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How Mohammed Emwazi became Jihadi John: 5 key takeaways

The true identity of one of the most notorious members of the Islamic State has been revealed. While he is dubbed "Jihadi John," The Post's Souad Mekhennet and Adam Goldman reported on Wednesday that his real name is Mohammed Emwazi. 

But how did Emwazi become "Jihadi John"? And, perhaps more importantly, can his background tell us anything about the Islamic State? Here are five key points.

He's a British citizen who was born in Kuwait. 

When videos featuring "Jihadi John" first began to spread, many analysts focused on his British accent. Word soon spread that former hostages held by the Islamic State said he was one of a number of British Islamic State members, who had been dubbed "The Beatles."

The Post's reporting confirms that Emwazi, who was born in Kuwait, is British, growing up in West London rather than East London as some speculated. He is one of an estimated 600 British citizens who have traveled to Syria to fight.

He's educated and from a middle-class background.

Emwazi was raised in a relatively well-to-do family. The Guardian reports he was known as a "polite, mild-mannered young man." He graduated from the University of Westminster with a degree in computer programming and later worked for a computer company in Kuwait.

Such a background will play into ongoing debates about whether poverty is a "root cause" of extremism.

He faced years of investigation by British security agencies. 

After Emwazi graduated from the University of Westminster, he and two friends planned to take a safari trip in Tanzania. However, when they landed in May 2009, they were detained and eventually deported from the country. Emwazi then flew to Amsterdam, where he told friends he was questioned by MI5 and accused of trying to reach Somalia to join the Islamist extremist group al-Shabab.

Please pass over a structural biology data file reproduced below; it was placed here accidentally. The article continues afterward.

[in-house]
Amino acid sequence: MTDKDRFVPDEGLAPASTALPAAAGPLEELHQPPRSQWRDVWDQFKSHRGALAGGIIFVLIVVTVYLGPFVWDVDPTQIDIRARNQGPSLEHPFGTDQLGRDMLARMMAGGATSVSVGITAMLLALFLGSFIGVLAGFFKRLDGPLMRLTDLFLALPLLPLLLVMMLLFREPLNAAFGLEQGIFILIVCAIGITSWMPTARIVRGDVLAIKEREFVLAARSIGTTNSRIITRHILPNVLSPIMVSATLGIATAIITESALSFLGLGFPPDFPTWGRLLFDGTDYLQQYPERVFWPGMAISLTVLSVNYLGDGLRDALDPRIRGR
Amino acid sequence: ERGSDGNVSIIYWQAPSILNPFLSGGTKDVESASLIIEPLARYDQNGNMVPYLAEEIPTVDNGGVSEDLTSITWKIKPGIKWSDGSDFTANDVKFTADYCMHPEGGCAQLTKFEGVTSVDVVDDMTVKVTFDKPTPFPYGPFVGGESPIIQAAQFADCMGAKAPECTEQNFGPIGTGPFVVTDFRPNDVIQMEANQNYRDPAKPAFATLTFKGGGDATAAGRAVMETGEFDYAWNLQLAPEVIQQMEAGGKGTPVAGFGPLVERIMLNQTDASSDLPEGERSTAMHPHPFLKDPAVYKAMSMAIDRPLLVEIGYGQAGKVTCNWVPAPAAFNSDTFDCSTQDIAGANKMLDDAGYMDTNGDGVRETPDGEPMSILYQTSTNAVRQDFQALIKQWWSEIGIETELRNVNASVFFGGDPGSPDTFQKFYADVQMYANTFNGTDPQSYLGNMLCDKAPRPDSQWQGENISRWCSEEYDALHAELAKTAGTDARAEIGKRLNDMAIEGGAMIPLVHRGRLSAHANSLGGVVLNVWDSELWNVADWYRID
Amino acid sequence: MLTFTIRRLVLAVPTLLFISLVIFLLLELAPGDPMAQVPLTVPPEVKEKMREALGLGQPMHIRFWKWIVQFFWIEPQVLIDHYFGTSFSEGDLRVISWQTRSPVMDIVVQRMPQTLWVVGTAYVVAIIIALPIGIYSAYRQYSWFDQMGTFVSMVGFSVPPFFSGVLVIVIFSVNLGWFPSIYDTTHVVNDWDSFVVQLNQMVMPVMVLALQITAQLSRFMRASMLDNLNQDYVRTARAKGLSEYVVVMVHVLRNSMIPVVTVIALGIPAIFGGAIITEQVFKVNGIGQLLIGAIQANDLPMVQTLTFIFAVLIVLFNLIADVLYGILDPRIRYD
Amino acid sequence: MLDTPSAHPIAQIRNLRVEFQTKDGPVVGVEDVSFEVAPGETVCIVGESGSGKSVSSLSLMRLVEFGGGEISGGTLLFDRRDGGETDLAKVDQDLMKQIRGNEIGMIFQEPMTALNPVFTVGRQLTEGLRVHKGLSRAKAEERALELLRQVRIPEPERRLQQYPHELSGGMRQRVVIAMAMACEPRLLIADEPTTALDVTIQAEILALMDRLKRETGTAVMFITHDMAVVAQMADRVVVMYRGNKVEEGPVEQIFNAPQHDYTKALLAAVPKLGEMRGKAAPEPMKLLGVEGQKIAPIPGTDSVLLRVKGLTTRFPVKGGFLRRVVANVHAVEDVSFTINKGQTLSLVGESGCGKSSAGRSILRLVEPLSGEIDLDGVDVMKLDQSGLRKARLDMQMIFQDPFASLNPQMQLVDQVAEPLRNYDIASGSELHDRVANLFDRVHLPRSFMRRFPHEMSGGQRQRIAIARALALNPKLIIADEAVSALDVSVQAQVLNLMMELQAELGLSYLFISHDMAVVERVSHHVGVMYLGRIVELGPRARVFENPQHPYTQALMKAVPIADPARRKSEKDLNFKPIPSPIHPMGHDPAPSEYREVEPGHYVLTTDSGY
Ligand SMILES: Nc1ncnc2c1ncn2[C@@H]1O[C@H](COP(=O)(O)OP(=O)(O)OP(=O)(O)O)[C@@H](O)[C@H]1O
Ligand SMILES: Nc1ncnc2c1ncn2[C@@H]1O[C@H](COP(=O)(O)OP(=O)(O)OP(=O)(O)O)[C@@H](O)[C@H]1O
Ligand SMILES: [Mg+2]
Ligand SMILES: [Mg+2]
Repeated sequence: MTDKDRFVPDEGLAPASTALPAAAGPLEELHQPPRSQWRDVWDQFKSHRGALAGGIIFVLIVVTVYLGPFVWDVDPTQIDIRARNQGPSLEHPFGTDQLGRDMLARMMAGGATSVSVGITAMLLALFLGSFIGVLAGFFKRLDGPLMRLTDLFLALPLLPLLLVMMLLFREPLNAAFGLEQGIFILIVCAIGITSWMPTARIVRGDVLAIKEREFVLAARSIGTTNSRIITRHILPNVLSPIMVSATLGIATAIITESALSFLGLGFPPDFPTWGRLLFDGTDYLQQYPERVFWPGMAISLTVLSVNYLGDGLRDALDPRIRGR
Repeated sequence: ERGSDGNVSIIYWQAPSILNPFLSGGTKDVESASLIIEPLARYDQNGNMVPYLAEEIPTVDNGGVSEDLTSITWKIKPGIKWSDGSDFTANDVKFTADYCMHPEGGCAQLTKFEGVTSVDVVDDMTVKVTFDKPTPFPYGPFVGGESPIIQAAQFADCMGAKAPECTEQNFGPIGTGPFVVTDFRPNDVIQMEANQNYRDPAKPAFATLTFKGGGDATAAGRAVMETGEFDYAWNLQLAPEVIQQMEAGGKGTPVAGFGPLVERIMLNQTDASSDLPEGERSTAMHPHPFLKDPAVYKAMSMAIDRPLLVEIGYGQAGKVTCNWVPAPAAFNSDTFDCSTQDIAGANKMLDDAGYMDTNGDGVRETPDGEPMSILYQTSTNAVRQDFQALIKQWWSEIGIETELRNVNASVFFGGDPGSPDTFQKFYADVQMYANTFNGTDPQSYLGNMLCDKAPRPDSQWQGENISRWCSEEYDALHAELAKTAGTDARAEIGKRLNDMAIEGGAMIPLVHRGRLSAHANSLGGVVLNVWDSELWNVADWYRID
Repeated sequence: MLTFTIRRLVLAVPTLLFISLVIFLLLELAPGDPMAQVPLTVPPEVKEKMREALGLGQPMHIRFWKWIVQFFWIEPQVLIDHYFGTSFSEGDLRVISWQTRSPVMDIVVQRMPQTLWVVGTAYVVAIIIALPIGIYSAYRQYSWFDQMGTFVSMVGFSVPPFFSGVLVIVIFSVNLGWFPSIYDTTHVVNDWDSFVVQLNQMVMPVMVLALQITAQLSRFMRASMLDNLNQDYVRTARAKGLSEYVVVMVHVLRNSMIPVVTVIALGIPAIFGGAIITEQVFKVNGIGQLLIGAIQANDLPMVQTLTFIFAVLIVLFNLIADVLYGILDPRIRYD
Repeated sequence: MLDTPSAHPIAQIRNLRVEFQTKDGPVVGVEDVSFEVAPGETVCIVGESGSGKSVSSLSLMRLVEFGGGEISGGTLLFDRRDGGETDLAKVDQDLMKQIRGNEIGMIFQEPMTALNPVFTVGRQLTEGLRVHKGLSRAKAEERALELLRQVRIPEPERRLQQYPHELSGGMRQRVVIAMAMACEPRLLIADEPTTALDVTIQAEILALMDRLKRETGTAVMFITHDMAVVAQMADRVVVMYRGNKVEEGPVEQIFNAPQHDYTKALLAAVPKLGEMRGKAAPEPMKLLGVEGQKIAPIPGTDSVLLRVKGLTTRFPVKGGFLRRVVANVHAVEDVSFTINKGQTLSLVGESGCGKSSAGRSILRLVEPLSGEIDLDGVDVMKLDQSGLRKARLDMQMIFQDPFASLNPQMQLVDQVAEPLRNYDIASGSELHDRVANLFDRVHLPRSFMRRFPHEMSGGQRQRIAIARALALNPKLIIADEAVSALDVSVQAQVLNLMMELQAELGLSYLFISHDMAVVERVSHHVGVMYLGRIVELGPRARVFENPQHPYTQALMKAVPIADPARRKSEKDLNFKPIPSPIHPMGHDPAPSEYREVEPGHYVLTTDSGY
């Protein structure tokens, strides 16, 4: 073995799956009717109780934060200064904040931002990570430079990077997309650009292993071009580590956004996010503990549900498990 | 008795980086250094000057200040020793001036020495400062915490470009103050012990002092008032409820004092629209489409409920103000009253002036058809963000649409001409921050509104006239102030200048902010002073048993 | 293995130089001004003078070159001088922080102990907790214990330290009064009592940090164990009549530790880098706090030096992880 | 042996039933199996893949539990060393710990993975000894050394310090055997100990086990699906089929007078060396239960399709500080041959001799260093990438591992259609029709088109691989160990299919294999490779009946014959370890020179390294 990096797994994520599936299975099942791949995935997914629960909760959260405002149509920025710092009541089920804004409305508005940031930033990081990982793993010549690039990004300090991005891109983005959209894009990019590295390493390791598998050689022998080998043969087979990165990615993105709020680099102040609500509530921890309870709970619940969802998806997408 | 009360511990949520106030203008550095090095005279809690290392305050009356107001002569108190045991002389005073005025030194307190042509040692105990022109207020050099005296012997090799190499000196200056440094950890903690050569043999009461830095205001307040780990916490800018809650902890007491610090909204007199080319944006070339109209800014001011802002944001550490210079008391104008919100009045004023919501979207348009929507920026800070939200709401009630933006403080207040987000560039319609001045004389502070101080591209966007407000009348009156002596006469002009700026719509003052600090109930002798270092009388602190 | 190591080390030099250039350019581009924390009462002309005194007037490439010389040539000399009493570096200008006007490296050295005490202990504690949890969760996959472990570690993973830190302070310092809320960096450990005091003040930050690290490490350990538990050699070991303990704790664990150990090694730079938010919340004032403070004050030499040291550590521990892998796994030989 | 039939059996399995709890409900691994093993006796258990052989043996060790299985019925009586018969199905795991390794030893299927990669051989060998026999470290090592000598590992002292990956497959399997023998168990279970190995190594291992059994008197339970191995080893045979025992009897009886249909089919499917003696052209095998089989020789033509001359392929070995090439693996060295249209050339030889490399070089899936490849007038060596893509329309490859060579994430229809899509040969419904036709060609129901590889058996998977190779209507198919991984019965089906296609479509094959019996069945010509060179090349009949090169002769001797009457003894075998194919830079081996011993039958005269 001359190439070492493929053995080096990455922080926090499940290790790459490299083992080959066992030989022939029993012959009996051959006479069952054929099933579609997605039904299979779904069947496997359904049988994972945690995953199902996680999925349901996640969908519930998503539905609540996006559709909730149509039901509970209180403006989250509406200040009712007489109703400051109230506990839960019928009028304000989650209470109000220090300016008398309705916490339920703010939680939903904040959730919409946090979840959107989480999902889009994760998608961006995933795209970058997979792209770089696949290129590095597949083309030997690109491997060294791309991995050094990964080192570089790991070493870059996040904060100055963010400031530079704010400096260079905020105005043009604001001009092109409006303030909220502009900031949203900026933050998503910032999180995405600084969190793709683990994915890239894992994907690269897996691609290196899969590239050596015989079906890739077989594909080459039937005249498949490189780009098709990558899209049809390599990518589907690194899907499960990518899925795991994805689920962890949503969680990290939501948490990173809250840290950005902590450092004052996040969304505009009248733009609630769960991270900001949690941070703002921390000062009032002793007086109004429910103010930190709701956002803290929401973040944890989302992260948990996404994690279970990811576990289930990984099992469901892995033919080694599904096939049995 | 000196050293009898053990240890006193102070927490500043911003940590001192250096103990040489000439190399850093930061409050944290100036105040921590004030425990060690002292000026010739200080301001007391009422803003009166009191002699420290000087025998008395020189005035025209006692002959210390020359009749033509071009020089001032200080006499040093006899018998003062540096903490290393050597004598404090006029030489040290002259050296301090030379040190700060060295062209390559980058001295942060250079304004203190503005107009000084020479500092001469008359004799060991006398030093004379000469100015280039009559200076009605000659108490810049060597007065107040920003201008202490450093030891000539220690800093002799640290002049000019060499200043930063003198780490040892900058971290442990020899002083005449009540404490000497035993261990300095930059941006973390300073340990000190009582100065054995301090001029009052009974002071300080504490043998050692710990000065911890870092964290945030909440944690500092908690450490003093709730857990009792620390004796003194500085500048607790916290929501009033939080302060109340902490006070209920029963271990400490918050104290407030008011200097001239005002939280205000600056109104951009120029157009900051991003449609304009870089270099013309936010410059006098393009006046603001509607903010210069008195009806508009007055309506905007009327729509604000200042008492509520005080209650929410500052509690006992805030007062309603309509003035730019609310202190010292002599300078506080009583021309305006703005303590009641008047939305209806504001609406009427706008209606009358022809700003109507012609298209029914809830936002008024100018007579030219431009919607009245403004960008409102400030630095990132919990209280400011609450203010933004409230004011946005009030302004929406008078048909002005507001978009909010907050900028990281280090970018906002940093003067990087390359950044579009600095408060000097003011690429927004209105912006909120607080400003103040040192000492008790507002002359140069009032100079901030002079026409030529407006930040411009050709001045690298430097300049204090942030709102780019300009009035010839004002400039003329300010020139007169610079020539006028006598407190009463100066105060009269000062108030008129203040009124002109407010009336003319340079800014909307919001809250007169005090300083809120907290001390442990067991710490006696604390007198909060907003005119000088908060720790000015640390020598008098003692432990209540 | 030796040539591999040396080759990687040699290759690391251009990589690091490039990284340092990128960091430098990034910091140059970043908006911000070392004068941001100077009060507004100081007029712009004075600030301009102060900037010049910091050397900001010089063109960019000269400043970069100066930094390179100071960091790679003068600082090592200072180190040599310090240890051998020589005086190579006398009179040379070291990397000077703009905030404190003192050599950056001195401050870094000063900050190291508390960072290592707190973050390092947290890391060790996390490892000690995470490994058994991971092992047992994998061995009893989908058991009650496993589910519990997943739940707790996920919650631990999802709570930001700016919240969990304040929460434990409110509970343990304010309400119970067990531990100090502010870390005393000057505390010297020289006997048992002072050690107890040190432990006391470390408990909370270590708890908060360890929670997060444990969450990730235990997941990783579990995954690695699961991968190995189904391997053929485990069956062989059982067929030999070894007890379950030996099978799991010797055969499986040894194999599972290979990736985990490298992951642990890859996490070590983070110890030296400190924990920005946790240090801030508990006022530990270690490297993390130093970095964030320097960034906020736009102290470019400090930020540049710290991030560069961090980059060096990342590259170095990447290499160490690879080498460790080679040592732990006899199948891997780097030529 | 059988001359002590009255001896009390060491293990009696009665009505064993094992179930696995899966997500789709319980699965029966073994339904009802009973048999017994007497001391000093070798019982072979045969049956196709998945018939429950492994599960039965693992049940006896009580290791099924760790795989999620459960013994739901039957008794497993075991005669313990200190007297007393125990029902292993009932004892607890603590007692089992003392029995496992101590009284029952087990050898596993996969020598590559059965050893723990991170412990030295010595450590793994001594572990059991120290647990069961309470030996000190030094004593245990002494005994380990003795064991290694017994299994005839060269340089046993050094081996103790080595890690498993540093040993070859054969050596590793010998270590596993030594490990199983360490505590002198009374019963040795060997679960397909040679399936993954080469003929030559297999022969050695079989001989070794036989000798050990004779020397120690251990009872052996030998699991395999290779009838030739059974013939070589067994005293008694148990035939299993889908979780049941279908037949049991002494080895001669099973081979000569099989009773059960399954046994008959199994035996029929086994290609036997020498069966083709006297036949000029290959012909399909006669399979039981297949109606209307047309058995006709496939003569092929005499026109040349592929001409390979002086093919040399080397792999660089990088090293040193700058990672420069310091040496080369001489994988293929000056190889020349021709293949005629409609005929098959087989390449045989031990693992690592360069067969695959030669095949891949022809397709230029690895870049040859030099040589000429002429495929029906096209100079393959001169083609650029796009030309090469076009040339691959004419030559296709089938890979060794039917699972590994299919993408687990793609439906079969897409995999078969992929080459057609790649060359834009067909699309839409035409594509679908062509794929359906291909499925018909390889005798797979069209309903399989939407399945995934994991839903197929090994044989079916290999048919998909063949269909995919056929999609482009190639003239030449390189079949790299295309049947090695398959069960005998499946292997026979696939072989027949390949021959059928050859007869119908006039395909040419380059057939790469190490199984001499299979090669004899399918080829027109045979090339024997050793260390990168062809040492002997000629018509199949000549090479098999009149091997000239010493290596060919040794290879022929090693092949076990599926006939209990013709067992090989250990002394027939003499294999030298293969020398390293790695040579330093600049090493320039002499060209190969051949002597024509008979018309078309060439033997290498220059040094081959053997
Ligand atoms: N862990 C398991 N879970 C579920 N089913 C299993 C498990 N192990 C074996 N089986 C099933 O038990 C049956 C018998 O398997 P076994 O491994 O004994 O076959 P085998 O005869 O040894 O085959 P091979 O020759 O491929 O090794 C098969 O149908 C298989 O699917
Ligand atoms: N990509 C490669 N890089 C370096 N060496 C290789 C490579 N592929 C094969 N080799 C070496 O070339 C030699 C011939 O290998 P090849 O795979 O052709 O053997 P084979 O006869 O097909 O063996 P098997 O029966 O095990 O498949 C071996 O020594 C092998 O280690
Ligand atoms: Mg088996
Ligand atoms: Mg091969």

The incident was detailed in a 2010 article in the Independent, in which Emwazi's friends said they were told they were on a terror watchlist and were held in inhumane and illegal conditions. Emwazi was detained again by counterterrorism officials when he returned to Britain from Kuwait in 2010 and was prevented from returning to Kuwait, where he had been living at the time.

This all had a profound effect on him. “I had a job waiting for me and marriage to get started,” he wrote in a June 2010 e-mail to Asim Qureshi, research director at the rights group CAGE.  “I feel like a prisoner, only not in a cage, in London."

It's unclear why Emwazi was under investigation, though the BBC reports that he was "linked to a man with connections to al-Shabab." In a statement, Qureshi of CAGE condemned Emwazi's treatment by British security agencies: "He desperately wanted to use the system to change his situation, but the system ultimately rejected him."

Somehow, he got to Syria.

Friends told The Post that in 2012 Emwazi hoped to travel to Saudi Arabia to teach English, but his attempts were unsuccessful. At some point later, he appears to have vanished. Despite the attention placed on him by the British security agencies, he somehow made it to Syria, a place he had discussed going since 2012, according to the Guardian.

The next we hear of Emwazi is in 2013, when he is believed to have guarded Western captives at a prison in Idlib, Syria. In 2014, the hostages were moved to the city of Raqqa, and Emwazi took on a more important role within the Islamic State.

In August 2014, "Jihadi John" appeared in a video in which American journalist James Foley was killed, and he became infamous around the world. Since then, he has been seen in at least seven other videos, including the ones where British aid workers David Haines and Alan Henning were beheaded.

He left remarkably little trace online.

Little information about Emwazi existed online before his name was released on Thursday. No social media accounts were found that could be linked to him. As the Guardian notes, extensive online searching revealed only his name on Britain's electoral roll. Members of his family appear to have deleted their online presences.

It seems likely that Emwazi didn't want his identity known. In a number of videos, his voice was digitally altered, apparently in an attempt to disguise it. In the end, authorities used a variety of different techniques to identify Emwazi as "Jihadi John," including voice analysis and interviews with former hostages.

Exactly how security services identified Emwazi is unknown, though the FBI said it believed it knew the true identity of "Jihadi John" just one month after Foley was killed.

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